Professional Practice Webinar Series Kick Off!
Join Paul Berman and Bob Cohen for Top 10 Things You Should Know About Taking Insurance in Private Practice. You can attend either online via Zoom or come to the MPA office. Register now!
Statement from the MPA Board of Directors on Sexual Assault and Trauma
Considering current media reports regarding sexual assault and trauma, the MPA Board of Directors has issued the following statement.
Conservative estimates of sexual assault prevalence suggest that 25 percent of American women have experienced sexual assault, including rape. Approximately one-half of those cases involve alcohol consumption by the perpetrator, victim, or both. Alcohol contributes to sexual assault through multiple pathways, often exacerbating existing risk factors. Beliefs about alcohol’s effects on sexual and aggressive behavior, stereotypes about drinking women, and alcohol’s effects on cognitive and motor skills contribute to alcohol-involved sexual assault.
For victims of sexual assault, the confusion of who is to blame, i.e., “culpability”, is indeed tortuous. Shame and humiliation can follow these women for life and significantly impact the individual’s sense of self-worth. To be sure, given the known statistics, it is likely that many who read this statement have a one degree separation from a victim of sexual assault. These victims are mothers, daughters, sisters, spouses, and friends. They are people we encounter every day.
In the search for the truth, the members of the Senate Judiciary Committee need to apply great deference to Dr. Christine Blasey Ford during any interview or examination. She should be treated not as an “accuser” but rather as a victim of an alleged assault. Care should be given to avoid shaming or unnecessary mortification towards Dr. Ford during her testimony and their examination, particularly by unskilled committee members or court personnel. The committee should consider that due to under-reporting of assault, many survivors of sexual assault will be watching and wondering if it is safe to tell their story. Furthermore, we caution that many women and men, will be subject to what is known as "secondary trauma."
We hope that the members of the committee and all of the members of the U.S. Senate will be fully educated and understand the psychological impact on victims of assault prior to their proposed examination of the facts in this case.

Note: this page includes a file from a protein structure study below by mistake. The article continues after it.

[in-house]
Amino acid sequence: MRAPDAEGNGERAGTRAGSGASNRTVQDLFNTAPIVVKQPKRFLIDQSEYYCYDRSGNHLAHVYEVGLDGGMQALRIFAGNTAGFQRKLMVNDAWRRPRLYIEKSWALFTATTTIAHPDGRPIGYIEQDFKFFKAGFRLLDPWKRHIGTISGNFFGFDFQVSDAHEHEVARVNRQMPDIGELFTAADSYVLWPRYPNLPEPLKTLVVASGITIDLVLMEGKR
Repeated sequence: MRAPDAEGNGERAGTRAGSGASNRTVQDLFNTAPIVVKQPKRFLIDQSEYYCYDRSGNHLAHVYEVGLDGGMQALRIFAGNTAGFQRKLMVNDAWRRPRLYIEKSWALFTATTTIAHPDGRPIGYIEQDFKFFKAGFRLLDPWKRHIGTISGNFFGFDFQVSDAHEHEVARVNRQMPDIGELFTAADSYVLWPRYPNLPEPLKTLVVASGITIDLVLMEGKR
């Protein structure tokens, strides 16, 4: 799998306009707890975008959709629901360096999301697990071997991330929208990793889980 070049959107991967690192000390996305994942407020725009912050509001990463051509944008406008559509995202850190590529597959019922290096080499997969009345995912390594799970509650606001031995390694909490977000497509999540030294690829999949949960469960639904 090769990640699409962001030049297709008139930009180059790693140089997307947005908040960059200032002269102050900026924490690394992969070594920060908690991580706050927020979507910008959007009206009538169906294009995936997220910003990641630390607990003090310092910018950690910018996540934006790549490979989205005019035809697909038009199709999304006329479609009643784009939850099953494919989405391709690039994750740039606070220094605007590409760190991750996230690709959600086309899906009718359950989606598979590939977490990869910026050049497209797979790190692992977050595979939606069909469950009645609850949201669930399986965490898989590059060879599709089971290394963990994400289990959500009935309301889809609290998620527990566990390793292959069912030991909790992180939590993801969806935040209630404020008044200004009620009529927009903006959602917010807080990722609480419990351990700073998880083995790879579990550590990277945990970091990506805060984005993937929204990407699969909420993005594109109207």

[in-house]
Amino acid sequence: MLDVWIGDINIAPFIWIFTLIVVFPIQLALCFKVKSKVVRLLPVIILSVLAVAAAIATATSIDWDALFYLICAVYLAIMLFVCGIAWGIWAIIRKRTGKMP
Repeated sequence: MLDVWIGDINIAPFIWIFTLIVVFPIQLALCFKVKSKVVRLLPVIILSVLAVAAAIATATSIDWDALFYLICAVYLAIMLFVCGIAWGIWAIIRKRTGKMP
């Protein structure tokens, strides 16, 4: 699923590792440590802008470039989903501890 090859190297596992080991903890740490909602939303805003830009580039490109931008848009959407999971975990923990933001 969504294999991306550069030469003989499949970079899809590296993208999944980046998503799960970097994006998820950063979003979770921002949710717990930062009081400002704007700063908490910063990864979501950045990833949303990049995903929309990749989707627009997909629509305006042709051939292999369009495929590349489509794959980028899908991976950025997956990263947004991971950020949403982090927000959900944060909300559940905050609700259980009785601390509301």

Now is the time to show care and compassion and to honor the courage of Dr. Ford and any survivor of sexual assault willing to tell their truth.
MPA Board of Directors' Statement on the Rite Aid Shooting
Once again, there has been another mass shooting in our state. Today’s incident occurred this morning at a Rite Aid distribution site in Aberdeen. News reports indicate at least three fatalities. The MPA Board of Directors would like to express its deepest condolences to everyone impacted by this latest tragedy. We stand ready to help our colleagues in Hartford County as we collectively deal with this senseless shooting. If there are opportunities for MPA members to provide support in the days ahead, we will let you know. In the meantime, we’re providing resources that you can use to help your community in the days and months ahead.
Here are a list of tools and articles on Helping Children Cope With Violence in the Media including:resources for adults
- Managing your distress in the aftermath of a shooting- APA
- How Are You Coping with the Recent Mass Shootings?- EmpowHer
Renew your MPA Membership!
You should have gotten a golden envelope with your dues in them. Click here to renew your dues. If you didn't receive your dues, please contact the office. There was also a list of upcoming CE workshops. Click here for the full list.
MPA's Committment to Justice and Advocacy
The Maryland Psychological Association Board of Directors acknowledges the many colleagues who have been and/or have encountered clients, students, or colleagues who have been profoundly affected by the divisive events of the last several months in this country. The APA Code of Ethics states that we should work to, "minimize harm wherever it is unforeseeable and unavoidable". As psychologists, we not only advocate for the use of psychological science for the creation of policies that promote public good - particularly for those who, due to their identities, are disenfranchised and marginalized - but we do not stand idly by while science is misused or ignored to further marginalize disenfranchised groups. Click here for full statement.